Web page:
An alloyed silicon coating is applied to the sun-facing side of the two lowest layers (Layers 1 & 2), while "Vapor Deposited Aluminum" is coated on the rear surfaces of Layers 1 and 2 and both surfaces of Layers 3, 4 and 5. The semi-conductive silicon coating is very good at reflecting the sun's energy while the nice and shiny aluminum layers are chosen to reflect out to space any of the sun's heat that does get by the first two layers. These coatings and Sunshield geometry work together to reduce the 250, 000 watts of the sun's energy that hits the first sun facing layer to less than 1 watt by the time it works its way to the fifth and last layer.
Manufacturing and Testing
The continuous production of coating the Kapton E film is done by Northfield, Minn. based at Multek Flexible Circuits (Sheldahl Technical Materials). The fabrication of the Sunshield membranes is performed by the Huntsville, Ala. based Mantech-SRS Technologies and integrated with the Sunshield structure at Northrop Grumman's Space Park facility in Redondo Beach, Calif.
In order to demonstrate that the membrane material and basic construction seams will retain their thermo-optical and structural integrity, a 6-year development and testing program was performed by Northrop Grumman, the main contractor on the James Webb Space Telescope. The program's purpose was to show that the membrane material performs well in all relevant operational environments.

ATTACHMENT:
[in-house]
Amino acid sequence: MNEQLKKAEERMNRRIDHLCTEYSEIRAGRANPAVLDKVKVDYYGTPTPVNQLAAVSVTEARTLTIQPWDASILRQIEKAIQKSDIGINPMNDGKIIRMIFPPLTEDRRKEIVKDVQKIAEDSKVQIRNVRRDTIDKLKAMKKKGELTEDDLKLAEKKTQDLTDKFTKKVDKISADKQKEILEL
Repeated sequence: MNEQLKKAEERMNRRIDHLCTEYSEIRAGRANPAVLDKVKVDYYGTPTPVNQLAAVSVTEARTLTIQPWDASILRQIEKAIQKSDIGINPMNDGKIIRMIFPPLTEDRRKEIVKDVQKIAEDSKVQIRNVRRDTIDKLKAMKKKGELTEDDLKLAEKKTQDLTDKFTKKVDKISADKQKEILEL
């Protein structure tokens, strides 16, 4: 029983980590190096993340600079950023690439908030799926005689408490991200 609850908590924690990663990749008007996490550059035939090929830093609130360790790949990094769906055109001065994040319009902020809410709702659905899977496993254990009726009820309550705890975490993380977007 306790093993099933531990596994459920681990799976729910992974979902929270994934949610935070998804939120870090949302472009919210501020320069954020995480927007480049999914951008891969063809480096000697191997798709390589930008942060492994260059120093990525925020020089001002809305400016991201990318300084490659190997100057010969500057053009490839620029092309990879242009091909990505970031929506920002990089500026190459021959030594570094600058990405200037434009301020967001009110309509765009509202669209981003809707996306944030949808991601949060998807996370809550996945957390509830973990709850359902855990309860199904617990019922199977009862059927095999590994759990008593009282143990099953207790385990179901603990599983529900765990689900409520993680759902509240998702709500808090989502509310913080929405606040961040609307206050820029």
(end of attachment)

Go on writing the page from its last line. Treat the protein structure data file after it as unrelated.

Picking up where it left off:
In those tests, basic mechanical properties of the Kapton E material were measured at extremely hot and frigid temperatures and under simulated space radiation at Aerospace Corporation. Other radiation exposures were done at University of Dayton Research Institute and NASA Marshall Space Flight Center's Solar Wind Facility, Huntsville, Ala. to evaluate the stability of the membrane coatings.
Hypervelocity impact tests up to 12 kilometers per second (7.4 miles/second) of meteoroid-like sand particles were performed on tensioned, irradiated membrane material at extreme hot and cold temperatures at Auburn University's Hypervelocity Impact Facility. The durability of the thin coatings was also demonstrated under representative ground handling and packaging/deployment environments. The strength and durability of membrane seaming joints and other design features were also tested under irradiated, extreme temperature environments, as was the resistance to tearing of the Kapton E. The materials passed all the tests.
Each layer of the Sunshield is about 150 meters2 (~ 1600 feet2) or approximately the size of a tennis court. Recently, at Northrop Grumman, in Redondo Beach, Calif. a 5 layer Sunshield test sample was being folded and deployed to validate design concepts. The materials are so large that when stretched out, it looks like a giant spider web.
Clampin said "To imagine how the Webb telescope Sunshield will appear, imagine 5 Sunshield layers the size of a tennis court and the thickness of a candy wrapper. The Webb telescope's Sunshields present new challenges, for instance how do you fold a candy wrapper the size of a tennis court?"
That's exactly what Webb Telescope engineers have figured out. Due to its large size, the Sunshield must be compactly folded, much like a parachute, around the telescope in order to fit it into its launch rocket. Once it's on the way to its final orbit, approximately 1 million miles from the Earth, engineers at Northrop Grumman will issue commands to the Webb telescope to unfold the Sunshield.
For more information about the Webb telescope, visit: jwst.gsfc.nasa.gov
Source: NASA/Goddard Space Flight Center